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Commonwealth of Massachusetts

NO. BD-2010-076


S.J.C. Order of Term Suspension entered by Justice Botsford on September 27, 2010, Retroactive to August 17, 2010.1


The respondent was suspended for three months for lack of diligent and competent representation and failure to cooperate with bar counsel’s investigation in two unrelated client matters, and for an unwritten contingent fee agreement and failure to communicate with the client in one of the matters.

In the first matter, the respondent represented a client in an employment discrimination case and filed suit in superior court against the employer on the client’s behalf in October of 2007. The complaint alleged, inter alia, that the client had been discriminated against because of her ethnicity and national origin in that she was not paid overtime, received no breaks except lunch breaks, and had to work an extra hour per day to have a lunch break.

Because the respondent was unfamiliar with employment law, she did not know of, and therefore did not plead, the client’s statutory claims for wages and overtime that were independent of her discrimination claims, nor did the respondent seek treble damages and attorney’s fees under the applicable statute. The three-year statute of limitations for the client’s statutory claims for wages and overtime lapsed after the client retained the respondent but before the respondent filed suit on her behalf.

The employer’s motion to dismiss the complaint was allowed without opposition in December of 2007, because the client had filed her pro se discrimination complaint with the MCAD beyond the applicable statute of limitations.

The respondent’s failure to recognize and plead the client’s statutory claims and to do so within the statute of limitations were a lack of competent representation, a failure to seek the lawful objectives of the client and a lack of diligence in violation of Mass. R. Prof. C. 1.1, 1.2(a), and 1.3.

In the second matter, in May of 2007, the respondent was retained to assist a client in her efforts to force her union to arbitrate the client’s termination from her employment. The respondent orally agreed to charge the client $275 an hour, with $125 an hour being paid when services were rendered and payment of the remaining $150 per hour to be paid from the recovery, if any, obtained on behalf of the client.

The respondent filed suit in federal court on the client’s behalf, against her union and certain officers, in July of 2008. All defendants filed motions to dismiss, asserting variously that the client’s claims were pre-empted by federal labor law, barred by immunity or barred by the statute of limitations. Even though the respondent believed that the client had meritorious claims, the respondent did not oppose the motions to dismiss and did not seek additional time in which to respond. All of the motions were granted.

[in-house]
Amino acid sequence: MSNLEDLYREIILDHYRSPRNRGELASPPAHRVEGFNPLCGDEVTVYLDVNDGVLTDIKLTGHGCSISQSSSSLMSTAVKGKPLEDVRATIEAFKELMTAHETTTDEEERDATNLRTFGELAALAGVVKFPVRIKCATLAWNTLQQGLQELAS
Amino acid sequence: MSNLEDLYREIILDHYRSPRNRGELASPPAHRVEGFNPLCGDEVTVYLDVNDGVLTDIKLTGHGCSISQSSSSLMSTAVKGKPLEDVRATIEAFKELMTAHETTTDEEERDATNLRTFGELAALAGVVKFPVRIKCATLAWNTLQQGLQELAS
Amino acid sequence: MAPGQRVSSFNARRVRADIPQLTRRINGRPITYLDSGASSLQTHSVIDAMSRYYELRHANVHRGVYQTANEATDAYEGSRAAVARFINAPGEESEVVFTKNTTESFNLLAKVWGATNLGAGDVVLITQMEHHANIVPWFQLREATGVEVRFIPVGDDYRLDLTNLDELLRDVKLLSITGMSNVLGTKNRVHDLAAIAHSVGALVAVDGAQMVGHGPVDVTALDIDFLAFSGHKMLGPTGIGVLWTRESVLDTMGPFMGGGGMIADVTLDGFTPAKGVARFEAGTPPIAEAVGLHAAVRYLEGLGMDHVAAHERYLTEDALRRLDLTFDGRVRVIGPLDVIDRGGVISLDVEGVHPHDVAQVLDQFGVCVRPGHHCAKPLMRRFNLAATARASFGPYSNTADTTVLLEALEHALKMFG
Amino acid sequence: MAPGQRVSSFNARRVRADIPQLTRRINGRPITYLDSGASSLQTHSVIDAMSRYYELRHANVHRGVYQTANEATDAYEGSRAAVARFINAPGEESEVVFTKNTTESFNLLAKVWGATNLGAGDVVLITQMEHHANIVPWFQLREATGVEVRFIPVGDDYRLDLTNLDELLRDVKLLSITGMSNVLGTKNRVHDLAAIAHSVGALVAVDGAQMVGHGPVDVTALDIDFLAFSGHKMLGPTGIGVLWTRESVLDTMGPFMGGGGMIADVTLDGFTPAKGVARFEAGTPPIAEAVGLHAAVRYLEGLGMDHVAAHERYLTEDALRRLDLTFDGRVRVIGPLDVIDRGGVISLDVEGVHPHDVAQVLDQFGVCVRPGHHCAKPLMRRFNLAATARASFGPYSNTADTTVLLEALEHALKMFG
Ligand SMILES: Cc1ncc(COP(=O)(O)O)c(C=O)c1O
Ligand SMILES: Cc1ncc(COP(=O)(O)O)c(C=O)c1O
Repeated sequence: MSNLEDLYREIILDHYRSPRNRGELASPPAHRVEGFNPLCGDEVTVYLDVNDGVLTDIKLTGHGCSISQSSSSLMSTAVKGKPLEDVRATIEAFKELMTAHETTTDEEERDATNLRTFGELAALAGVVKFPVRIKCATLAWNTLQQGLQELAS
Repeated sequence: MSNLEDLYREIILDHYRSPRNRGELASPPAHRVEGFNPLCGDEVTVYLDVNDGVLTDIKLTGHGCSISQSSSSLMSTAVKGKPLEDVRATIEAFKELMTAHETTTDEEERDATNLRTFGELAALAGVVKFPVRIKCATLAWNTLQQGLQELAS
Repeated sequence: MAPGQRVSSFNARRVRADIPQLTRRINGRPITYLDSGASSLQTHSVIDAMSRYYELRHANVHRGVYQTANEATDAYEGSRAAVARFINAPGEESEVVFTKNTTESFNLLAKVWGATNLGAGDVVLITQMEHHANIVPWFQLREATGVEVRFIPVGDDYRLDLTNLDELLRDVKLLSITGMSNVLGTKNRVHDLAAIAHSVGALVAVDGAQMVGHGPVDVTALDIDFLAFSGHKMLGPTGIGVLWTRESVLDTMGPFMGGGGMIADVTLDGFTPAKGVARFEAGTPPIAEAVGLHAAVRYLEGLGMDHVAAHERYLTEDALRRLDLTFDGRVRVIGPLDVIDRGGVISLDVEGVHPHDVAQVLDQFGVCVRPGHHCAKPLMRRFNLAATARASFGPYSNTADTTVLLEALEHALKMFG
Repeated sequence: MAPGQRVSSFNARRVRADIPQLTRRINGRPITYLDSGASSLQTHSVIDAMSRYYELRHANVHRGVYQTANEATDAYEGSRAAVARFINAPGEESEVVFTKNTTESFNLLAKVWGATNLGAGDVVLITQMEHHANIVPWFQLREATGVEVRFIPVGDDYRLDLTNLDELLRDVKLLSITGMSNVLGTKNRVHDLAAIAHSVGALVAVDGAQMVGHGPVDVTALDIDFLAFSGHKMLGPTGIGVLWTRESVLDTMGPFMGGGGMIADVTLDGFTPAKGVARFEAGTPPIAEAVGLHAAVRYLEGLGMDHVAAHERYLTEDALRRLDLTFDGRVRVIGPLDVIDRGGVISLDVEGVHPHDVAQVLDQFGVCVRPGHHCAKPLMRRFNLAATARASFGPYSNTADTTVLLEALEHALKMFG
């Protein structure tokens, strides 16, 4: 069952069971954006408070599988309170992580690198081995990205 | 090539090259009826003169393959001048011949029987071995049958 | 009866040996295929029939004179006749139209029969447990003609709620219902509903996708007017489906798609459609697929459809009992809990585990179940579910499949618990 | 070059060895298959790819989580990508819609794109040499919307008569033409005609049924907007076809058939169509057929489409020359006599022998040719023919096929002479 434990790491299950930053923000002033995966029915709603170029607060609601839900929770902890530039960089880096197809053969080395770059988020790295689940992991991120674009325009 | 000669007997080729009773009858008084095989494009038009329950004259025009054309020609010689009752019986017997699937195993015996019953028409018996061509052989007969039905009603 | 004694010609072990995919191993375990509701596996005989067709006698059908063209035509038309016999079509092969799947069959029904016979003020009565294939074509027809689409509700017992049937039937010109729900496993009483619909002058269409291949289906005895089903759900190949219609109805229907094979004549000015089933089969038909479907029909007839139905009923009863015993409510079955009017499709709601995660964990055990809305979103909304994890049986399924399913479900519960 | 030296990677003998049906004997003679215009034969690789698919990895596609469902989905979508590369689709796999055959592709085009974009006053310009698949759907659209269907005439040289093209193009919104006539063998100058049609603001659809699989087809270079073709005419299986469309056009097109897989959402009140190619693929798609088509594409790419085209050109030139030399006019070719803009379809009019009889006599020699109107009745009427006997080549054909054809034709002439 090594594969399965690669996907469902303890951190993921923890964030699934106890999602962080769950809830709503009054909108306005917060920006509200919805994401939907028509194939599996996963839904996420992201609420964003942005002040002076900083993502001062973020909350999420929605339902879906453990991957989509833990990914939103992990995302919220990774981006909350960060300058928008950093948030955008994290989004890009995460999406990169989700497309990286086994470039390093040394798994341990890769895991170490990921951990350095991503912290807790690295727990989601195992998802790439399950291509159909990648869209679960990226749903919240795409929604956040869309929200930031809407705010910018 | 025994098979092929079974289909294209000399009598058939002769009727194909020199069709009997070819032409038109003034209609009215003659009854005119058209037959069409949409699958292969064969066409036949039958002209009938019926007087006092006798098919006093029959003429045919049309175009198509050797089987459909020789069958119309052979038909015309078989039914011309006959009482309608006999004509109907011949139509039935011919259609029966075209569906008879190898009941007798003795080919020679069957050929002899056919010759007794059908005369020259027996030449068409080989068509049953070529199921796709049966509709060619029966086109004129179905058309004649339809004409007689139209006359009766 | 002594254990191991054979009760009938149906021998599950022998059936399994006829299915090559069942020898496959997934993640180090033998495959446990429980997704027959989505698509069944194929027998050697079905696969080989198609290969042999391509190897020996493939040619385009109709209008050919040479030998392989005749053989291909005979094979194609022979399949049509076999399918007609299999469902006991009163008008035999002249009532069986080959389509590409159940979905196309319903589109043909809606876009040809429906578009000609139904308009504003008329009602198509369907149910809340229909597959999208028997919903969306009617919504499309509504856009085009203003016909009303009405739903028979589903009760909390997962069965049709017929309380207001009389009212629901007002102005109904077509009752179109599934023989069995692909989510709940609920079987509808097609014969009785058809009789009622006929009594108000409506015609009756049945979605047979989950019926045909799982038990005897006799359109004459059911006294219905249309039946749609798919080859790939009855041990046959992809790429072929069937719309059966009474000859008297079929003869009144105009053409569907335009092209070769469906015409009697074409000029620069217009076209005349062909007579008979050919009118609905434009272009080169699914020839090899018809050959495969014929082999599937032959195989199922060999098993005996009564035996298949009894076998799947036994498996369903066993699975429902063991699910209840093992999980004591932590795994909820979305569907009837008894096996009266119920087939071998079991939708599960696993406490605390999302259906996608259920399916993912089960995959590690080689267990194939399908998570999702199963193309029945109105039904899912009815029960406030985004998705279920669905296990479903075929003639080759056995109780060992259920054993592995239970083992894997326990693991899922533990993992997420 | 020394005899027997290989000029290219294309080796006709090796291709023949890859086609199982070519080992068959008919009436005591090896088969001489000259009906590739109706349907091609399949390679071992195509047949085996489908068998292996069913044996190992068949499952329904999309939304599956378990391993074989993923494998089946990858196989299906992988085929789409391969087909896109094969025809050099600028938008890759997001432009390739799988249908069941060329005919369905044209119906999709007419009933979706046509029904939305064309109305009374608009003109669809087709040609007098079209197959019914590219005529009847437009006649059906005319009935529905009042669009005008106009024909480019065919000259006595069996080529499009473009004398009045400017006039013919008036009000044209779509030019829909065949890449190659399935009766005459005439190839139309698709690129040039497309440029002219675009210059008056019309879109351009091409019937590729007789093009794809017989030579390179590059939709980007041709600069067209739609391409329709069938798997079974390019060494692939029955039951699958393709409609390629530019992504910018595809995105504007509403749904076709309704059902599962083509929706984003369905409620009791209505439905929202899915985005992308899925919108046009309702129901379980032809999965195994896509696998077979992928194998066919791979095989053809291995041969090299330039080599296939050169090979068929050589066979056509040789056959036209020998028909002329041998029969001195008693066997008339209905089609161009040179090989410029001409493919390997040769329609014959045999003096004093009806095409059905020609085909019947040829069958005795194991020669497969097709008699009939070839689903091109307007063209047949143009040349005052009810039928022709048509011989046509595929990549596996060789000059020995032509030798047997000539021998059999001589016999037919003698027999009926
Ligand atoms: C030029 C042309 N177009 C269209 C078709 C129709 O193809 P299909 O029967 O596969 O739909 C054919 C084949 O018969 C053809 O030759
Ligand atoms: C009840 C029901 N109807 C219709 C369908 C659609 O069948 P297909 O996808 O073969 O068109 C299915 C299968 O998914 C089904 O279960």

The respondent did not notify the client of the dismissal of her case, which the client learned on her own by checking the court docket.

The respondent’s conduct, in having a contingent fee agreement with the client that was not in writing and not signed in duplicate by the lawyer and the client, with a copy delivered or mailed to the client, was in violation of Mass. R. Prof. C. 1.5(c). The respondent’s conduct, in failing to keep the client informed about the status of her case, and in failing to oppose the motions to dismiss in a timely manner or to seek additional time to do so, was in violation of Mass. R. Prof. C. 1.2(a), 1.3, and 1.4.

The respondent failed without good cause to respond to requests by bar counsel for information and failed without good cause to comply with a subpoena duces tecum issued by the Board of Bar Overseers in both of the above client matters. As a result, the respondent was administratively suspended by the Supreme Judicial Court on May 7, 2010. The respondent was reinstated on June 8, 2010. The respondent’s failure to cooperate with Bar Counsel’s investigations, resulting in the issuance of a subpoena and her subsequent administrative suspension, was in violation of Mass. R. Prof. C. 8.4(d), (g), and (h).

In aggravation, the respondent previously received a public reprimand for neglect of a client matter with harm to the client, which is the same type of misconduct as charged in Counts I and II of the present petition for discipline. Matter of Johnson, 24 Mass. Att’y Disc. Rep. 376 (2008)

The matter came before the Board of Bar Overseers on a stipulation of facts and disciplinary violations and a joint recommendation that the respondent be suspended from the practice of law for three months. The respondent agreed to the entry of an order of temporary suspension, which was entered on August 17, 2010. The parties also stipulated that the respondent’s reinstatement be conditioned on the following: (a) that the respondent attend the MCLE program, “How to make Money and Stay Out of Trouble”; (b) that the respondent purchase and maintain for at least two years after reinstatement legal malpractice insurance; and (c) that the respondent undergo an evaluation at the Law Office Management Assistance Program (LOMAP) within sixty days of the entry of the order of reinstatement and participate in such programs and implement such changes as LOMAP recommends. On September 13, 2010, the board voted to recommend that the Supreme Judicial Court accept the parties’ stipulation and joint recommendation for discipline, including the conditions on reinstatement. The Court so ordered on September 27, 2010, with the term of the suspension retroactive to August 17, 2010.


1 The complete Order of the Court is available by contacting the Clerk of the Supreme Judicial Court for Suffolk County.

2 Compiled by the Board of Bar Overseers based on the record filed with the Supreme Judicial Court.

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